Context: Although psychosocial factors are correlated, previous studies on risk factors for hypertension have typically examined psychosocial factors individually and have yielded inconsistent findings.
Objective: To examine the role of psychosocial factors of time urgency/impatience (TUI), achievement striving/competitiveness (ASC), hostility, depression, and anxiety on long-term risk of hypertension. DESIGN, SETTING, AND STUDY POPULATION: A population-based, prospective, observational study using participant data from the Coronary Artery Risk Development in Young Adults (CARDIA) study. A total of 3308 black and white adults aged 18 to 30 years (when recruited in 1985 and 1986) from 4 US metropolitan areas and followed up through 2000 to 2001.
Main outcome measures: Fifteen-year cumulative incidence of hypertension (systolic blood pressure of 140 mm Hg or higher, diastolic blood pressure of 90 mm Hg or higher, or taking antihypertensive medication).
Results: The incidence of hypertension at year 15 was 15% from baseline and 13.6% from year 5. After adjusting for the same set of hypertension risk factors and each of the psychosocial factors of TUI, ASC, hostility, depression, and anxiety in 5 separate logistic regression models, higher TUI and hostility were significantly associated with risk of developing hypertension at 15-year follow-up for the total sample. Compared with the lowest score group, the adjusted odds ratio (OR) for TUI was 1.51 (95% confidence interval [CI], 1.12-2.03) for a score of 1; 1.47 (95% CI, 1.08-2.02) for a score of 2; and 1.84 (95% CI, 1.29-2.62) for a score of 3 to 4 (P for trend =.001). Compared with the lowest quartile group, the adjusted OR for hostility was 1.06 (95% CI, 0.76-1.47) for quartile 2; 1.38 (95% CI, 1.00-1.91) for quartile 3; and 1.84 (95% CI, 1.33-2.54) for quartile 4 (P for trend <.001). No consistent patterns were found for ASC, depression, or anxiety. Race- and sex-specific analyses and multivariable models with simultaneous adjustment for all 5 psychosocial factors and other hypertension risk factors had generally similar results.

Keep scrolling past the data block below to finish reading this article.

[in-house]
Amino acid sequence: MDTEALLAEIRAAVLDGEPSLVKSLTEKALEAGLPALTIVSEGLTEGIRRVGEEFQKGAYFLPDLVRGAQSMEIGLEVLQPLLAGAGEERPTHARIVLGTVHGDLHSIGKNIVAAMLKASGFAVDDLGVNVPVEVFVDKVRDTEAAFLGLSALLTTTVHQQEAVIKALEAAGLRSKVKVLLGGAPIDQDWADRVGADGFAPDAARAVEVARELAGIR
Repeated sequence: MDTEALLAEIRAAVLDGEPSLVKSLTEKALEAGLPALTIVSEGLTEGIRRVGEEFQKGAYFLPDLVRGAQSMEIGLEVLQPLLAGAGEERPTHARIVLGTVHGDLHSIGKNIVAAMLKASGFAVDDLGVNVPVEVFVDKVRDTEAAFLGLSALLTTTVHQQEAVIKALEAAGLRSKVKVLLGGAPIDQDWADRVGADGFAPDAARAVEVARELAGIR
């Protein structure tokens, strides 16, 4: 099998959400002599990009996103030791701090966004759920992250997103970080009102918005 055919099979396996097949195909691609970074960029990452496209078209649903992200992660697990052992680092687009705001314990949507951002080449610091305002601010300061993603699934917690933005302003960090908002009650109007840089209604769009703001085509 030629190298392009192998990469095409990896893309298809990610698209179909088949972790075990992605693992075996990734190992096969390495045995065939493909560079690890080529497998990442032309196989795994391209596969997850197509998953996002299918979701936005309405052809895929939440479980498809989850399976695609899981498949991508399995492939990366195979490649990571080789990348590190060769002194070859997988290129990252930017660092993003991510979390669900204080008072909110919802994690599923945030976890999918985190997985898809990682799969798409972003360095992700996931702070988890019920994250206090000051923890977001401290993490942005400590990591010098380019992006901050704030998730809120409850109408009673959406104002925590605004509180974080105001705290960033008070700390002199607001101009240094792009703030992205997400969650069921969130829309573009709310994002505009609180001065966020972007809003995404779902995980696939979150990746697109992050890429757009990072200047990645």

Conclusion: Among young adults, TUI and hostility were associated with a dose-response increase in the long-term risk of hypertension.